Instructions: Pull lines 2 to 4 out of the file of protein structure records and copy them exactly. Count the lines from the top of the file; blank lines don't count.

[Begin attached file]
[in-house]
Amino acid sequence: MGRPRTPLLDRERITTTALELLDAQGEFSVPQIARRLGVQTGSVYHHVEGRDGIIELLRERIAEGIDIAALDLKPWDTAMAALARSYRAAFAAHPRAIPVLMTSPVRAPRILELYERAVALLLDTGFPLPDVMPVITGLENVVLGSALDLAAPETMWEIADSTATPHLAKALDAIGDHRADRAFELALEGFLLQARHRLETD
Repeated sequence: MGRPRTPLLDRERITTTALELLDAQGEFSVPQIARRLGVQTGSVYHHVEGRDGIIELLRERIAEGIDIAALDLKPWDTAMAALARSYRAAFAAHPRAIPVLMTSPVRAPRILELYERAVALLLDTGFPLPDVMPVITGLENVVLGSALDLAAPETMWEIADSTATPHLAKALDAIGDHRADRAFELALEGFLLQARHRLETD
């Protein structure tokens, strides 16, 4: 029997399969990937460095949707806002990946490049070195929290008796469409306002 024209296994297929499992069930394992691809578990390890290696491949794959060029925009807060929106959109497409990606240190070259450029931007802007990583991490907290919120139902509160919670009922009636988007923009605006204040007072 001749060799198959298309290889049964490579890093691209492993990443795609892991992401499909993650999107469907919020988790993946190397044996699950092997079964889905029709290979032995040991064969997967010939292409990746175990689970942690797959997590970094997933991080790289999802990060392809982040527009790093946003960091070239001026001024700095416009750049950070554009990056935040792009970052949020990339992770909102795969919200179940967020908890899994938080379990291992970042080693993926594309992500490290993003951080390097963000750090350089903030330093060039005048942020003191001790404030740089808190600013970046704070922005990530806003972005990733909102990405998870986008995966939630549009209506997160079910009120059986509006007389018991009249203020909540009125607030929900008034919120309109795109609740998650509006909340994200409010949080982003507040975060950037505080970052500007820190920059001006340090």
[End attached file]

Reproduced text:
Amino acid sequence: MGRPRTPLLDRERITTTALELLDAQGEFSVPQIARRLGVQTGSVYHHVEGRDGIIELLRERIAEGIDIAALDLKPWDTAMAALARSYRAAFAAHPRAIPVLMTSPVRAPRILELYERAVALLLDTGFPLPDVMPVITGLENVVLGSALDLAAPETMWEIADSTATPHLAKALDAIGDHRADRAFELALEGFLLQARHRLETD
Repeated sequence: MGRPRTPLLDRERITTTALELLDAQGEFSVPQIARRLGVQTGSVYHHVEGRDGIIELLRERIAEGIDIAALDLKPWDTAMAALARSYRAAFAAHPRAIPVLMTSPVRAPRILELYERAVALLLDTGFPLPDVMPVITGLENVVLGSALDLAAPETMWEIADSTATPHLAKALDAIGDHRADRAFELALEGFLLQARHRLETD
């Protein structure tokens, strides 16, 4: 029997399969990937460095949707806002990946490049070195929290008796469409306002 024209296994297929499992069930394992691809578990390890290696491949794959060029925009807060929106959109497409990606240190070259450029931007802007990583991490907290919120139902509160919670009922009636988007923009605006204040007072 001749060799198959298309290889049964490579890093691209492993990443795609892991992401499909993650999107469907919020988790993946190397044996699950092997079964889905029709290979032995040991064969997967010939292409990746175990689970942690797959997590970094997933991080790289999802990060392809982040527009790093946003960091070239001026001024700095416009750049950070554009990056935040792009970052949020990339992770909102795969919200179940967020908890899994938080379990291992970042080693993926594309992500490290993003951080390097963000750090350089903030330093060039005048942020003191001790404030740089808190600013970046704070922005990530806003972005990733909102990405998870986008995966939630549009209506997160079910009120059986509006007389018991009249203020909540009125607030929900008034919120309109795109609740998650509006909340994200409010949080982003507040975060950037505080970052500007820190920059001006340090």